Bulgaria rebuked over corruption Irish_Times - 2006/3/22
A leading business watchdog says corruption increased last year in Bulgaria, despite its claims to be beating the problem ahead of planned EU accession next January.
The Centre for the Study of Democracy (CSD) gave its damning verdict on Bulgaria as the EU told neighbouring Romania that it could not relax its own anti-corruption drive if it also hoped to join the 25-nation bloc at the start of 2007.
After Bulgaria reduced corruption from 1998-2004, "over the past year and a half . . . alarming indications of increased numbers of corrupt transactions have been identified", said the CSD, which is partly funded by the EU and the United States.
"The institutionalisation of political corruption makes it easier for criminal interests to capture state institutions, thus allowing organised crime to enter the legal economy of Bulgaria and the EU with impunity," the report alleged.
The CSD said that in 2005, Bulgarian political parties siphoned as much as EUR190 million from the state, by granting contracts and financial breaks to firms that later paid them back through party financing and other means.
These "friendly circles" of parties and companies were allowing organised crime gangs to influence politics, launder money and control key sectors of the economy.
Analysts say Bulgaria is riddled with corruption at all levels of politics, business and the judiciary, and that gangland figures often fall prey to highly public contract "hits".
But the CSD said the government's claims to be cracking down on mafia bosses only masked a "reluctance and incapability" to crush corruption, noting in its report that not a single high-level official had been convicted for shady dealings.
Many observers believe that Bulgaria has slipped behind Romania in preparing for EU membership.
In the last six months, Romanian justice minister Monica Macovei and her new anti-corruption prosecutors have moved against many powerful businessmen and politicians.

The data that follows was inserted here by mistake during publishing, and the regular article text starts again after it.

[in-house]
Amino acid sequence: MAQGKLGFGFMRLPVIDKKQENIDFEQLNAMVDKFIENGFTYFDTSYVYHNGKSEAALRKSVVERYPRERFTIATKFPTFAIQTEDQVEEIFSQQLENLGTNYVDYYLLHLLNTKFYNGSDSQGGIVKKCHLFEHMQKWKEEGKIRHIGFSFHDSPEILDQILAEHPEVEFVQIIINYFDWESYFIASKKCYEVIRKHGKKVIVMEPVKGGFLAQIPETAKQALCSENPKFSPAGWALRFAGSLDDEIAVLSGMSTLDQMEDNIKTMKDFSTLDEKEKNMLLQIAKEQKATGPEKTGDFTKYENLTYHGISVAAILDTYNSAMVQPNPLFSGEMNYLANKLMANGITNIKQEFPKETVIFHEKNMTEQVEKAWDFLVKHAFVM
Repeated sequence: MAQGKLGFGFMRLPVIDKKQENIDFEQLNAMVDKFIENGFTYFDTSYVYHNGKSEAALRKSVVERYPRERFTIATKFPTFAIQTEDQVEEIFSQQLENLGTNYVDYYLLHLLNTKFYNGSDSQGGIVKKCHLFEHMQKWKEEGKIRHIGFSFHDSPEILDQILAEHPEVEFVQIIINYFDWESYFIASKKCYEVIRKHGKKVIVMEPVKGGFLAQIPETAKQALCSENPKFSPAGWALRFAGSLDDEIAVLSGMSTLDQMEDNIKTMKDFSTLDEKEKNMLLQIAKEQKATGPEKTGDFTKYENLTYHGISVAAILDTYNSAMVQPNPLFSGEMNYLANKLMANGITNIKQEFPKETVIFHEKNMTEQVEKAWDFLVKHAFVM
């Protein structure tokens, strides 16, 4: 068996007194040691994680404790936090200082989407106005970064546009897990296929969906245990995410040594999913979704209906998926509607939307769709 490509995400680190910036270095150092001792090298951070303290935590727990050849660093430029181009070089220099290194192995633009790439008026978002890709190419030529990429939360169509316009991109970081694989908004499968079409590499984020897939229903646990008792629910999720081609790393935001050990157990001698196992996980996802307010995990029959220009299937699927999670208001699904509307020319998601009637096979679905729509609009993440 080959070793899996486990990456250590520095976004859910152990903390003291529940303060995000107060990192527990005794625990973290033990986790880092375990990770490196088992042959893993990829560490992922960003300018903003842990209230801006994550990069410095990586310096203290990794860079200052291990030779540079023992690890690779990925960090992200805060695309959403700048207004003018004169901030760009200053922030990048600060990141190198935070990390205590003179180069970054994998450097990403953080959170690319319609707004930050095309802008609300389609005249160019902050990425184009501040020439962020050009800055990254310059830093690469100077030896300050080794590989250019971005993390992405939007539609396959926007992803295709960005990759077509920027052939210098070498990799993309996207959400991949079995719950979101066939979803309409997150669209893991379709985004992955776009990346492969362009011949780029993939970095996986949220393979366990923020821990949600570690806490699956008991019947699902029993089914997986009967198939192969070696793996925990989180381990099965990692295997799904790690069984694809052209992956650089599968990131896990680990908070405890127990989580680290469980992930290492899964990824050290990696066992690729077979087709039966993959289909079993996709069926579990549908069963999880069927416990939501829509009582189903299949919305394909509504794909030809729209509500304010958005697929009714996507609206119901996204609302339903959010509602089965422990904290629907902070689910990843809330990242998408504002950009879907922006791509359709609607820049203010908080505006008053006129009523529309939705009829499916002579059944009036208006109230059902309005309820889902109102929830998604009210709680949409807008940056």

Her most prominent target so far is Adrian Nastase, a slick former prime minister who was forced to resign as parliamentary speaker last week after being indicted on corruption charges related to property deals in an exclusive part of the capital, Bucharest.
A former minister in Mr Nastase's government was also charged with bribe-taking yesterday. Serban Mihailescu is accused of accepting 10 hunting rifles worth almost EUR8,000 in exchange for naming Fanel Pavalache as a government adviser. Mr Pavalache is currently serving a six-year prison sentence after a separate corruption case.
The indictment of Mr Nastase was a victory for President Traian Basescu, who beat the former prime minister in 2004 elections to break the stranglehold of the former communists on Romanian politics.
They still have great influence in the country's upper house of parliament and constitutional court, however, allowing them to slow down or block judicial reforms that the EU calls vital to Romania's bid for EU accession in January.
"We want to see Romania in the EU in January 2007," insisted Austrian foreign minister Hans Winkler, whose country holds the EU's rotating presidency, after talks with his Romanian counterpart this week, "but it needs to run the final mile."
Romania and Bulgaria fear their accession may be postponed for a year because of scepticism towards greater EU enlargement in countries such as France and The Netherlands, which rejected the union's draft constitution last year.
"If there is a political decision to delay membership just to show that the EU is very tough towards new members, it is not a good idea," said Bulgarian foreign minister Ivailo Kalfin.
"That would be very discouraging to the institutions of our two countries and the EU would have two new members much less motivated one year later."
Author: Daniel McLaughlin